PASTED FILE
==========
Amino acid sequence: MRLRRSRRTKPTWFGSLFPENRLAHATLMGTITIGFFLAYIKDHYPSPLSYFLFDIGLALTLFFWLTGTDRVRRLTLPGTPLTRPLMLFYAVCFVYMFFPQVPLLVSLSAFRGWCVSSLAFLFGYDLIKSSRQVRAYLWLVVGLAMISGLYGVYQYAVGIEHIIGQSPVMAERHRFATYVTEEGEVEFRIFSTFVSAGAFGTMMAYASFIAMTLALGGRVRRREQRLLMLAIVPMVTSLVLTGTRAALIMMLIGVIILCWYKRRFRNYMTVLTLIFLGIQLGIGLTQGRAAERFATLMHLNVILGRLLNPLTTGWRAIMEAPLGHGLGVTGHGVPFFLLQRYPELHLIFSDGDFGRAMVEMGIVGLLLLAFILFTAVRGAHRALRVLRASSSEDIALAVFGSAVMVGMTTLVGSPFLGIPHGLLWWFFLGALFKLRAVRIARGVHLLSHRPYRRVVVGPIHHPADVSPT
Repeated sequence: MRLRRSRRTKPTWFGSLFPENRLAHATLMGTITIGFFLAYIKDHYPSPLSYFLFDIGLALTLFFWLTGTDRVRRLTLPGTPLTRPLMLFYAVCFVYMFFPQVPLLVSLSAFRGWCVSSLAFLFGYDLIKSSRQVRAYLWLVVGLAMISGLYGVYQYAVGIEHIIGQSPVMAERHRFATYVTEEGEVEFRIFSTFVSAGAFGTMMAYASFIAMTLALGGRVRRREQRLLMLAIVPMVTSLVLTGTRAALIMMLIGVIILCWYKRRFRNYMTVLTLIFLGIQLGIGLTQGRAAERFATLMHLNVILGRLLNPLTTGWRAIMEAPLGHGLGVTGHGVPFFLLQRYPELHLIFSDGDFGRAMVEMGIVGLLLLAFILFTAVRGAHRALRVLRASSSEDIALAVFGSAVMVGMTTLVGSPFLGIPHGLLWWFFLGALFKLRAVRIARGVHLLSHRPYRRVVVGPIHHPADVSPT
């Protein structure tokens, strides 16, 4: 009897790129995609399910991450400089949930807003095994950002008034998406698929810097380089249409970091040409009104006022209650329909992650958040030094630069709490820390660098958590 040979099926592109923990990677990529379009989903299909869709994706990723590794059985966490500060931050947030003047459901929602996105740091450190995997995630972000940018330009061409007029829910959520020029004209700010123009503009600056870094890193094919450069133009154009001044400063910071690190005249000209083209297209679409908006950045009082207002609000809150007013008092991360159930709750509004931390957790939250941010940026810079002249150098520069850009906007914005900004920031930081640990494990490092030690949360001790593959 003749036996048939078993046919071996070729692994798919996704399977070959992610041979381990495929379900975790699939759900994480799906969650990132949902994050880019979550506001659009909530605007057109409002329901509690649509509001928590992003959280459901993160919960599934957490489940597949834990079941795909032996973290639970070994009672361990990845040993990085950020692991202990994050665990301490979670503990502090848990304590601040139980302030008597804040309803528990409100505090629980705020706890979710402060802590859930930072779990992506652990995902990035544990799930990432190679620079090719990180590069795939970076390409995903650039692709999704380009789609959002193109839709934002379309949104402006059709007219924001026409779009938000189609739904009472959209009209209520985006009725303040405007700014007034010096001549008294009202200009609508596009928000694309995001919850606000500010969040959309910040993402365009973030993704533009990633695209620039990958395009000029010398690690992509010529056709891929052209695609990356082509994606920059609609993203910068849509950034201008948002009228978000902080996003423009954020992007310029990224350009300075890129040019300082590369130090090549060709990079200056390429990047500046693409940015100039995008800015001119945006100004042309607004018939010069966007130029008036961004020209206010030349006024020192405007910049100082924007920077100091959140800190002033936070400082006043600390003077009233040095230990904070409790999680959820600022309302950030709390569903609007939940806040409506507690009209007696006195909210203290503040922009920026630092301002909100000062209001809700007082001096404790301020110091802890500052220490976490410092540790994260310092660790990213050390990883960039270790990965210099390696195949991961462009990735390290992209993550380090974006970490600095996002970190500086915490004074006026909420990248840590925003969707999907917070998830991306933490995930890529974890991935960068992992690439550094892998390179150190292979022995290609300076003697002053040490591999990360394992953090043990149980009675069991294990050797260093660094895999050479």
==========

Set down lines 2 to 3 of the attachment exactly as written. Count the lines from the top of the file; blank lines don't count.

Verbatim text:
Repeated sequence: MRLRRSRRTKPTWFGSLFPENRLAHATLMGTITIGFFLAYIKDHYPSPLSYFLFDIGLALTLFFWLTGTDRVRRLTLPGTPLTRPLMLFYAVCFVYMFFPQVPLLVSLSAFRGWCVSSLAFLFGYDLIKSSRQVRAYLWLVVGLAMISGLYGVYQYAVGIEHIIGQSPVMAERHRFATYVTEEGEVEFRIFSTFVSAGAFGTMMAYASFIAMTLALGGRVRRREQRLLMLAIVPMVTSLVLTGTRAALIMMLIGVIILCWYKRRFRNYMTVLTLIFLGIQLGIGLTQGRAAERFATLMHLNVILGRLLNPLTTGWRAIMEAPLGHGLGVTGHGVPFFLLQRYPELHLIFSDGDFGRAMVEMGIVGLLLLAFILFTAVRGAHRALRVLRASSSEDIALAVFGSAVMVGMTTLVGSPFLGIPHGLLWWFFLGALFKLRAVRIARGVHLLSHRPYRRVVVGPIHHPADVSPT
């Protein structure tokens, strides 16, 4: 009897790129995609399910991450400089949930807003095994950002008034998406698929810097380089249409970091040409009104006022209650329909992650958040030094630069709490820390660098958590 040979099926592109923990990677990529379009989903299909869709994706990723590794059985966490500060931050947030003047459901929602996105740091450190995997995630972000940018330009061409007029829910959520020029004209700010123009503009600056870094890193094919450069133009154009001044400063910071690190005249000209083209297209679409908006950045009082207002609000809150007013008092991360159930709750509004931390957790939250941010940026810079002249150098520069850009906007914005900004920031930081640990494990490092030690949360001790593959 003749036996048939078993046919071996070729692994798919996704399977070959992610041979381990495929379900975790699939759900994480799906969650990132949902994050880019979550506001659009909530605007057109409002329901509690649509509001928590992003959280459901993160919960599934957490489940597949834990079941795909032996973290639970070994009672361990990845040993990085950020692991202990994050665990301490979670503990502090848990304590601040139980302030008597804040309803528990409100505090629980705020706890979710402060802590859930930072779990992506652990995902990035544990799930990432190679620079090719990180590069795939970076390409995903650039692709999704380009789609959002193109839709934002379309949104402006059709007219924001026409779009938000189609739904009472959209009209209520985006009725303040405007700014007034010096001549008294009202200009609508596009928000694309995001919850606000500010969040959309910040993402365009973030993704533009990633695209620039990958395009000029010398690690992509010529056709891929052209695609990356082509994606920059609609993203910068849509950034201008948002009228978000902080996003423009954020992007310029990224350009300075890129040019300082590369130090090549060709990079200056390429990047500046693409940015100039995008800015001119945006100004042309607004018939010069966007130029008036961004020209206010030349006024020192405007910049100082924007920077100091959140800190002033936070400082006043600390003077009233040095230990904070409790999680959820600022309302950030709390569903609007939940806040409506507690009209007696006195909210203290503040922009920026630092301002909100000062209001809700007082001096404790301020110091802890500052220490976490410092540790994260310092660790990213050390990883960039270790990965210099390696195949991961462009990735390290992209993550380090974006970490600095996002970190500086915490004074006026909420990248840590925003969707999907917070998830991306933490995930890529974890991935960068992992690439550094892998390179150190292979022995290609300076003697002053040490591999990360394992953090043990149980009675069991294990050797260093660094895999050479």